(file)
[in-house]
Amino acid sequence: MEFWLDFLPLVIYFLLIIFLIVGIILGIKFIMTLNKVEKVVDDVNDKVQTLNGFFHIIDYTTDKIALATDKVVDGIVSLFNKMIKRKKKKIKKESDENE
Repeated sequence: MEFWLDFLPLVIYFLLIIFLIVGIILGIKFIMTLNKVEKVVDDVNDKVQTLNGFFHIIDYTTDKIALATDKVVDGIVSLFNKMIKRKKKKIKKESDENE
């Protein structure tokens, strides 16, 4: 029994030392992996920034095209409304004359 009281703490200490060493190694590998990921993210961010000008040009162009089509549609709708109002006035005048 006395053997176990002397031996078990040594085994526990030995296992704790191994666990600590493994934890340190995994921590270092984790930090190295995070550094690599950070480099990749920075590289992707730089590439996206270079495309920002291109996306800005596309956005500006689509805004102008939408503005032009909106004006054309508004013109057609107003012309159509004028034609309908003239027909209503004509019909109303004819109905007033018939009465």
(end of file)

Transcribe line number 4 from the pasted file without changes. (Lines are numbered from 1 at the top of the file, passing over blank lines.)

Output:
């Protein structure tokens, strides 16, 4: 029994030392992996920034095209409304004359 009281703490200490060493190694590998990921993210961010000008040009162009089509549609709708109002006035005048 006395053997176990002397031996078990040594085994526990030995296992704790191994666990600590493994934890340190995994921590270092984790930090190295995070550094690599950070480099990749920075590289992707730089590439996206270079495309920002291109996306800005596309956005500006689509805004102008939408503005032009909106004006054309508004013109057609107003012309159509004028034609309908003239027909209503004509019909109303004819109905007033018939009465």